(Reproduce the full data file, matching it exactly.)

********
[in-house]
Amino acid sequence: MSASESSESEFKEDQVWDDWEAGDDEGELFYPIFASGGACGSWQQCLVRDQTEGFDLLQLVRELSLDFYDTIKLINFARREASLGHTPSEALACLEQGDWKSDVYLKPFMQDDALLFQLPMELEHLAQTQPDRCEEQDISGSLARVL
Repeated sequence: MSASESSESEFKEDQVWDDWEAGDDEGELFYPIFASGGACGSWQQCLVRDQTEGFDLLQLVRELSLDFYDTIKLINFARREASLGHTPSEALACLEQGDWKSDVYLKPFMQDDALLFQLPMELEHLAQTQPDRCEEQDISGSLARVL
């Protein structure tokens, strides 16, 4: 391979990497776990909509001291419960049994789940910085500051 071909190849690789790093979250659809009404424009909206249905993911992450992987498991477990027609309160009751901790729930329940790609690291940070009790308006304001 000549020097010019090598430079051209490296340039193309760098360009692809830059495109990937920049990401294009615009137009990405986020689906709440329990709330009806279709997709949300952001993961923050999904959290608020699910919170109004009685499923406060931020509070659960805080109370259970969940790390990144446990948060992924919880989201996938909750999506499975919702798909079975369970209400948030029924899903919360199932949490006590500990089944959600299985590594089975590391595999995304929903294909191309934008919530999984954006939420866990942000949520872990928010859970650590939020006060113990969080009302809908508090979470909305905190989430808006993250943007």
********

[in-house]
Amino acid sequence: MSASESSESEFKEDQVWDDWEAGDDEGELFYPIFASGGACGSWQQCLVRDQTEGFDLLQLVRELSLDFYDTIKLINFARREASLGHTPSEALACLEQGDWKSDVYLKPFMQDDALLFQLPMELEHLAQTQPDRCEEQDISGSLARVL
Repeated sequence: MSASESSESEFKEDQVWDDWEAGDDEGELFYPIFASGGACGSWQQCLVRDQTEGFDLLQLVRELSLDFYDTIKLINFARREASLGHTPSEALACLEQGDWKSDVYLKPFMQDDALLFQLPMELEHLAQTQPDRCEEQDISGSLARVL
């Protein structure tokens, strides 16, 4: 391979990497776990909509001291419960049994789940910085500051 071909190849690789790093979250659809009404424009909206249905993911992450992987498991477990027609309160009751901790729930329940790609690291940070009790308006304001 000549020097010019090598430079051209490296340039193309760098360009692809830059495109990937920049990401294009615009137009990405986020689906709440329990709330009806279709997709949300952001993961923050999904959290608020699910919170109004009685499923406060931020509070659960805080109370259970969940790390990144446990948060992924919880989201996938909750999506499975919702798909079975369970209400948030029924899903919360199932949490006590500990089944959600299985590594089975590391595999995304929903294909191309934008919530999984954006939420866990942000949520872990928010859970650590939020006060113990969080009302809908508090979470909305905190989430808006993250943007």